Where Vision and Reality Violently Diverge
By Jonathan Cook
Pfundheller, 30, an American dentist living in
Singapore, was set to become the youngest person to
visit every country in the world while in a
full-time job. His globetrotting has taken him to
192 of the 193 recognised states, bringing his
medical skills to the worldís remotest places. But
in January he was barred for the second time from
Israel, the only country left on his list, having
previously been refused entry last year.
Despite an invitation to a dental conference in Tel
Aviv, and Israelis who vouched for him, border
officials banned Mr Pfundheller for 10 years. No
reason was given, but lawyers suspect visits to Iran
and the Arab states sealed his fate. There could
hardly be starker evidence that Israel stubbornly
refuses to become a normal country.
Paradoxically, Israeli prime minister Benjamin
Netanyahu visited Singapore last month to promote
Israel as a tolerant country, one "committed to a
better world, a world of diversity."
The reality could not be more different. Arabs and
Muslims have always struggled to gain entry to
Israel. Palestinians are routinely abused at the
borders, and thousands, especially from Jerusalem,
have been stripped of the right to return home after
But new figures show Israel is excluding other
groups too. Entry denials have increased nine-fold
in the past five years, topping 16,000 people last
year. Among those increasingly turned away are
political activists. Israel controls all access to
the occupied Palestinian territories, and now
regularly denies entry to solidarity activists and
those who support the boycott movement.
But in practice the net is cast wider still.
Recently, Israel subjected Jennifer Gorovitz, an
American Jewish vice-president of the New Israel
Fund, to a humiliating interrogation at airport
arrivals. NIF is one of the largest funders of
Israeli organisations supporting human rights and
social justice. That includes assistance to groups
that monitor military abuses in the occupied
territories. This presumably explains why Ms
Gorovitzís interrogators suggested she posed a
"security threat". She finally gained admittance
only after Talia Sasson, the Israeli head of NIF,
Ms Gorovitz wrote of her experience: "My privilege
as a Jew means I never imagined that Israel could or
would deny me entrance."
Such an assumption was justified. Israelís Law of
Return is supposed to guarantee Jews around the
world the right to almost instant citizenship in
For that reason, the law is grossly unjust. It
privileges Jewish access to Israel at the expense of
the native Palestinian population, most of whom were
expelled in 1948.
Nonetheless, it is noteworthy that Israel, a state
that invested itself with the historical mission of
offering sanctuary to Jews worldwide, is
increasingly applying a political test to those who
arrive at its borders. Israel is denying entry not
only to Arabs and would-be record breakers. And it
is deporting not just those such as migrant workers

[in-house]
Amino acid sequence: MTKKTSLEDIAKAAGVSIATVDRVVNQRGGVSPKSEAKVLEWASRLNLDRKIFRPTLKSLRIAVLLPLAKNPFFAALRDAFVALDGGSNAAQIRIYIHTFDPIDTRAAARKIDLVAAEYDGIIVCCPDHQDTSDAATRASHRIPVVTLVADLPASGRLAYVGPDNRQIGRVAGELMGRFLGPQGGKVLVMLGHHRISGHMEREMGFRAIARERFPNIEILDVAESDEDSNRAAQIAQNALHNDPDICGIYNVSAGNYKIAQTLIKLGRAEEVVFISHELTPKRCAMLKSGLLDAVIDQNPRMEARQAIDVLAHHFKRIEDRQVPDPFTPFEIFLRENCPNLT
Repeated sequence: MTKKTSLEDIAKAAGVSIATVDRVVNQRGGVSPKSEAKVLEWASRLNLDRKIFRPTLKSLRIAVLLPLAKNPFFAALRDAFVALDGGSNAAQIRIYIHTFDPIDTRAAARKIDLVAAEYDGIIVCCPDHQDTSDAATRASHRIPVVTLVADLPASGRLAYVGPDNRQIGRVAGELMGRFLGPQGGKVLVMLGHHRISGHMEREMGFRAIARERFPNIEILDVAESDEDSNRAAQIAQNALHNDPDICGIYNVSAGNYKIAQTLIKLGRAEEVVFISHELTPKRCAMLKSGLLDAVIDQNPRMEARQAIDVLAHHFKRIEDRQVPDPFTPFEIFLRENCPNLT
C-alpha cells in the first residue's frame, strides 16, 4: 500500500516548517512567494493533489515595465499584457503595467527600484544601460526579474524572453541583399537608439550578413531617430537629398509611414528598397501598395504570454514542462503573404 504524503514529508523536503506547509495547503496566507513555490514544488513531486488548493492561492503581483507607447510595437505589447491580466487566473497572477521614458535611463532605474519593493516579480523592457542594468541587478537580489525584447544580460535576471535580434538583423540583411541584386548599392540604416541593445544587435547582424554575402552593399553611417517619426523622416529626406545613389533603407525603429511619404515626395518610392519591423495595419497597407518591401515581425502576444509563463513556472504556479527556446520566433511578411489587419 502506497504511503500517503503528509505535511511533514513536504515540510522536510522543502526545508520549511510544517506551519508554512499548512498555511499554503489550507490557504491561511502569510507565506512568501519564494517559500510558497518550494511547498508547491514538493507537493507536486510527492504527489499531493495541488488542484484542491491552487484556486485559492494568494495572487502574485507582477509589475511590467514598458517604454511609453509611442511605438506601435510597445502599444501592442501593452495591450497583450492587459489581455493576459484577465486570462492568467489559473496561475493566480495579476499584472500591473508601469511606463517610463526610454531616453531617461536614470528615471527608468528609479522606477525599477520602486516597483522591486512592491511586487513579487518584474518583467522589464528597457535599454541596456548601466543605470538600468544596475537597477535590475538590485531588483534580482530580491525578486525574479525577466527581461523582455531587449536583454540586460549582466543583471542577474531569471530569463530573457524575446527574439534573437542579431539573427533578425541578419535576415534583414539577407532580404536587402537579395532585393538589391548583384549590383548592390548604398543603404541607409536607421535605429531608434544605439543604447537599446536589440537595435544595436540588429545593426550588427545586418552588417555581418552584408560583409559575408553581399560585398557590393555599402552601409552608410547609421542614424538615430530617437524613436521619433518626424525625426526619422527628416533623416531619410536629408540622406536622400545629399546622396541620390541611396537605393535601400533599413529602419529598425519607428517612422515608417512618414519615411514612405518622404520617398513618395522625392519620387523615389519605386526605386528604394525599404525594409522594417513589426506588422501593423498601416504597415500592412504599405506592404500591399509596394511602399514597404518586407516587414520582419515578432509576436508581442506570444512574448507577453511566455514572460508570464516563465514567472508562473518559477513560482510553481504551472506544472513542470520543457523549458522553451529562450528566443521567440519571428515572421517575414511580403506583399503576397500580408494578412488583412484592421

and African asylum seekers who might pollute the
Jewish state with non-Jewish genes. Now it is openly
targeting Jews whose politics do not align with the
far-right government of Mr Netanyahu.
be noted that many of the solidarity and boycott
activists turned away are Jewish. Famous Jewish
critics of Israel such as Noam Chomsky and Norman
Finkelstein have been barred too.
In Israelís eyes, it seems some Jews are more equal
The pulling up of the drawbridge comes as Israelís
leadership has remained largely silent in the face
of a rising tide of anti-semitism in the US, fuelled
by Donald Trumpís election as president. Dozens of
Jewish centres have received bomb threats, and
Jewish cemeteries have been vandalised.
There are growing rumblings among American Jews that
their interests are being overlooked by the
Netanyahu government to avoid damaging relations
with the new US administration. But another reason
for the lack of response should be considered.
The principle of the "ingathering of the exiles",
according to Israelís official ideology, Zionism,
assumes that Israel is the rightful home of Jews
everywhere. And the largest Jewish population
outside Israel resides in the US.
In November, Yaron London, a popular TV host,
welcomed Mr Trumpís election, pointing out that "a
worldview which supports white supremacy matches our
[Israeli] governmentís interests."
Last week opposition leader Isaac Herzog urged
Israel to prepare for an influx of US Jews fleeing
But will Israelís arms really be open to all Jews
equally, or only to those willing to contribute
enthusiastically to the tribal project?
And can Jews of conscience ignore the true cost of
their migration? They can leave behind anti-Jewish
bigotry in the US, but only if they bolster the
Jewish bigots of Israel who lord it over the native
Jonathan Cook is an independent journalist in
views expressed in this article are solely those of the author and do not necessarily
reflect the opinions of Information Clearing